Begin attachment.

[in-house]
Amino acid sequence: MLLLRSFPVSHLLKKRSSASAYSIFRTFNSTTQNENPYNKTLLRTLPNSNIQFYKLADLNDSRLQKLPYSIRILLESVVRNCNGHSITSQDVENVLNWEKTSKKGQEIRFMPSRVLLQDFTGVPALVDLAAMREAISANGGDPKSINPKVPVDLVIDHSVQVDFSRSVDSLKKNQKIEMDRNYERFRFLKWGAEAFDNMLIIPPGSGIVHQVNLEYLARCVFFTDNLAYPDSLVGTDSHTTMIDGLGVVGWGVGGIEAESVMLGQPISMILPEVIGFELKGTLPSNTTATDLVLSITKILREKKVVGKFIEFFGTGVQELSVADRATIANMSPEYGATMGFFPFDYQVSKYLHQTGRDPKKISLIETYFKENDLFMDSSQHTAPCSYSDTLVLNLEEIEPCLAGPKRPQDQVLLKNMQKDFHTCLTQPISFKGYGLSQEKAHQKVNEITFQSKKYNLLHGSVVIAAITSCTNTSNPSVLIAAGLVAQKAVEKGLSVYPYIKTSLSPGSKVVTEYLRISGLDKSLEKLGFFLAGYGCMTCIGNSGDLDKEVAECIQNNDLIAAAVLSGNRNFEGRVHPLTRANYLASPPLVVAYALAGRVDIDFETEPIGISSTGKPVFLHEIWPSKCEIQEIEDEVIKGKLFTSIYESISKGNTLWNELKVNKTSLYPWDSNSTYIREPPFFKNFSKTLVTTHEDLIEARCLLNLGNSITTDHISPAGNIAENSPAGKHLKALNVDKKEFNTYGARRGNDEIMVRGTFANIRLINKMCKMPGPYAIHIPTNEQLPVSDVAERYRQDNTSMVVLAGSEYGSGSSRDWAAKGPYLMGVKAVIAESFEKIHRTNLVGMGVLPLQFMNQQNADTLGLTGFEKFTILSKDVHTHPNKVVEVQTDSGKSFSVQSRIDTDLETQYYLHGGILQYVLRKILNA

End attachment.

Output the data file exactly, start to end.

[in-house]
Amino acid sequence: MLLLRSFPVSHLLKKRSSASAYSIFRTFNSTTQNENPYNKTLLRTLPNSNIQFYKLADLNDSRLQKLPYSIRILLESVVRNCNGHSITSQDVENVLNWEKTSKKGQEIRFMPSRVLLQDFTGVPALVDLAAMREAISANGGDPKSINPKVPVDLVIDHSVQVDFSRSVDSLKKNQKIEMDRNYERFRFLKWGAEAFDNMLIIPPGSGIVHQVNLEYLARCVFFTDNLAYPDSLVGTDSHTTMIDGLGVVGWGVGGIEAESVMLGQPISMILPEVIGFELKGTLPSNTTATDLVLSITKILREKKVVGKFIEFFGTGVQELSVADRATIANMSPEYGATMGFFPFDYQVSKYLHQTGRDPKKISLIETYFKENDLFMDSSQHTAPCSYSDTLVLNLEEIEPCLAGPKRPQDQVLLKNMQKDFHTCLTQPISFKGYGLSQEKAHQKVNEITFQSKKYNLLHGSVVIAAITSCTNTSNPSVLIAAGLVAQKAVEKGLSVYPYIKTSLSPGSKVVTEYLRISGLDKSLEKLGFFLAGYGCMTCIGNSGDLDKEVAECIQNNDLIAAAVLSGNRNFEGRVHPLTRANYLASPPLVVAYALAGRVDIDFETEPIGISSTGKPVFLHEIWPSKCEIQEIEDEVIKGKLFTSIYESISKGNTLWNELKVNKTSLYPWDSNSTYIREPPFFKNFSKTLVTTHEDLIEARCLLNLGNSITTDHISPAGNIAENSPAGKHLKALNVDKKEFNTYGARRGNDEIMVRGTFANIRLINKMCKMPGPYAIHIPTNEQLPVSDVAERYRQDNTSMVVLAGSEYGSGSSRDWAAKGPYLMGVKAVIAESFEKIHRTNLVGMGVLPLQFMNQQNADTLGLTGFEKFTILSKDVHTHPNKVVEVQTDSGKSFSVQSRIDTDLETQYYLHGGILQYVLRKILNA